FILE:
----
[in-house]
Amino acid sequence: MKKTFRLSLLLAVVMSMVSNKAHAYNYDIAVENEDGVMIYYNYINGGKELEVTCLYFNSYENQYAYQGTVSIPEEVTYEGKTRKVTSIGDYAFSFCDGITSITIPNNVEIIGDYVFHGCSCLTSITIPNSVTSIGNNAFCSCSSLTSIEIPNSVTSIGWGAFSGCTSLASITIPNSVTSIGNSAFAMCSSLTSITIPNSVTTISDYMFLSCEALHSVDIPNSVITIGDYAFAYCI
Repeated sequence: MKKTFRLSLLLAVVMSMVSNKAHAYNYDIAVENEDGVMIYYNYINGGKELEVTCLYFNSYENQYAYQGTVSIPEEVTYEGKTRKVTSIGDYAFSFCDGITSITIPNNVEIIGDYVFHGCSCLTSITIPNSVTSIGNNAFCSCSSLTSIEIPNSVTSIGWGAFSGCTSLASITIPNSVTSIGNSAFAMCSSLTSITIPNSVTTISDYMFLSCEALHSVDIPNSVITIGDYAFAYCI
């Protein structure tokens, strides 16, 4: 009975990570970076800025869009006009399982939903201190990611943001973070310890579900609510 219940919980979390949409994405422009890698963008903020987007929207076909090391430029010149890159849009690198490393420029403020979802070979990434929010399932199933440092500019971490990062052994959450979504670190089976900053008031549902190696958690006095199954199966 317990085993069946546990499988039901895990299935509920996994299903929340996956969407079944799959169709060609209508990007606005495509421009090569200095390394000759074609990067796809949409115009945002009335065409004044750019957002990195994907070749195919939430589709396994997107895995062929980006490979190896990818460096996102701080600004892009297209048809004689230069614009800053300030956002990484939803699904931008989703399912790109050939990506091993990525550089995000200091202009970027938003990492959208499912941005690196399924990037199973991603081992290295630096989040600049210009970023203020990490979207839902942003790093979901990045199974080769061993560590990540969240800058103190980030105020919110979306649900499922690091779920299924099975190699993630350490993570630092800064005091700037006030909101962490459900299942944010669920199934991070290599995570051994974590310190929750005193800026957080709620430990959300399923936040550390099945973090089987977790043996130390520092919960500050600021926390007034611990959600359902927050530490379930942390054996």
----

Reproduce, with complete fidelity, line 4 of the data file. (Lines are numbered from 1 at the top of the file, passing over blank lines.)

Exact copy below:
């Protein structure tokens, strides 16, 4: 009975990570970076800025869009006009399982939903201190990611943001973070310890579900609510 219940919980979390949409994405422009890698963008903020987007929207076909090391430029010149890159849009690198490393420029403020979802070979990434929010399932199933440092500019971490990062052994959450979504670190089976900053008031549902190696958690006095199954199966 317990085993069946546990499988039901895990299935509920996994299903929340996956969407079944799959169709060609209508990007606005495509421009090569200095390394000759074609990067796809949409115009945002009335065409004044750019957002990195994907070749195919939430589709396994997107895995062929980006490979190896990818460096996102701080600004892009297209048809004689230069614009800053300030956002990484939803699904931008989703399912790109050939990506091993990525550089995000200091202009970027938003990492959208499912941005690196399924990037199973991603081992290295630096989040600049210009970023203020990490979207839902942003790093979901990045199974080769061993560590990540969240800058103190980030105020919110979306649900499922690091779920299924099975190699993630350490993570630092800064005091700037006030909101962490459900299942944010669920199934991070290599995570051994974590310190929750005193800026957080709620430990959300399923936040550390099945973090089987977790043996130390520092919960500050600021926390007034611990959600359902927050530490379930942390054996």